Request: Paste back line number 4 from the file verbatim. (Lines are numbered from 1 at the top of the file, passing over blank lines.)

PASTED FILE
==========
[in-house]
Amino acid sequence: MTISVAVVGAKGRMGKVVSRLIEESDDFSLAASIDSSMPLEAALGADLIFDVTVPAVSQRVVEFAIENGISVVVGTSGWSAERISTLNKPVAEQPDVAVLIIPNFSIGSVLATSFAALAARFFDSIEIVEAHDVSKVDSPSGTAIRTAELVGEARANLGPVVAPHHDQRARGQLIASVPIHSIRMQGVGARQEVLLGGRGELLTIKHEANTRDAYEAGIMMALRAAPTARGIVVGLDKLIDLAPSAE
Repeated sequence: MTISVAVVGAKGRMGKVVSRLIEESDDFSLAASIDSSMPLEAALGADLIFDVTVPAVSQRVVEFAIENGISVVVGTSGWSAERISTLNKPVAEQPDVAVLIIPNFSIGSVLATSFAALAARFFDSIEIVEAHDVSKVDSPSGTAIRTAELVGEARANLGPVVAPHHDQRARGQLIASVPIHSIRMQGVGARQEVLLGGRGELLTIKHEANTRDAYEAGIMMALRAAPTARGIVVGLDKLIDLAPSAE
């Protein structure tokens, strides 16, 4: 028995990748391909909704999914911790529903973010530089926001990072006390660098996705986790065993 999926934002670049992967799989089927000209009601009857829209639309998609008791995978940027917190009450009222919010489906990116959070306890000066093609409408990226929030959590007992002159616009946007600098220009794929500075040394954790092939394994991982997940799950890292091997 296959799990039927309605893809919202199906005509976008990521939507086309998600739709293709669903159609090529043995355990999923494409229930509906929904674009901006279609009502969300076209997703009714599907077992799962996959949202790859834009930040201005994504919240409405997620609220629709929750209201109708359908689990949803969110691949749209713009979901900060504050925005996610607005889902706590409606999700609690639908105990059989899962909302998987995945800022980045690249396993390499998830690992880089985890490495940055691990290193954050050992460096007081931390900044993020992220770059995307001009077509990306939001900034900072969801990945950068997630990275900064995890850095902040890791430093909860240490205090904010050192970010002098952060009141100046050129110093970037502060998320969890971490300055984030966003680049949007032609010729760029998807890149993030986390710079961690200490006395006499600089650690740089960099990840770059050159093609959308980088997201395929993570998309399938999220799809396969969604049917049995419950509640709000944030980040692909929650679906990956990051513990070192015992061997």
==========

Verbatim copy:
């Protein structure tokens, strides 16, 4: 028995990748391909909704999914911790529903973010530089926001990072006390660098996705986790065993 999926934002670049992967799989089927000209009601009857829209639309998609008791995978940027917190009450009222919010489906990116959070306890000066093609409408990226929030959590007992002159616009946007600098220009794929500075040394954790092939394994991982997940799950890292091997 296959799990039927309605893809919202199906005509976008990521939507086309998600739709293709669903159609090529043995355990999923494409229930509906929904674009901006279609009502969300076209997703009714599907077992799962996959949202790859834009930040201005994504919240409405997620609220629709929750209201109708359908689990949803969110691949749209713009979901900060504050925005996610607005889902706590409606999700609690639908105990059989899962909302998987995945800022980045690249396993390499998830690992880089985890490495940055691990290193954050050992460096007081931390900044993020992220770059995307001009077509990306939001900034900072969801990945950068997630990275900064995890850095902040890791430093909860240490205090904010050192970010002098952060009141100046050129110093970037502060998320969890971490300055984030966003680049949007032609010729760029998807890149993030986390710079961690200490006395006499600089650690740089960099990840770059050159093609959308980088997201395929993570998309399938999220799809396969969604049917049995419950509640709000944030980040692909929650679906990956990051513990070192015992061997």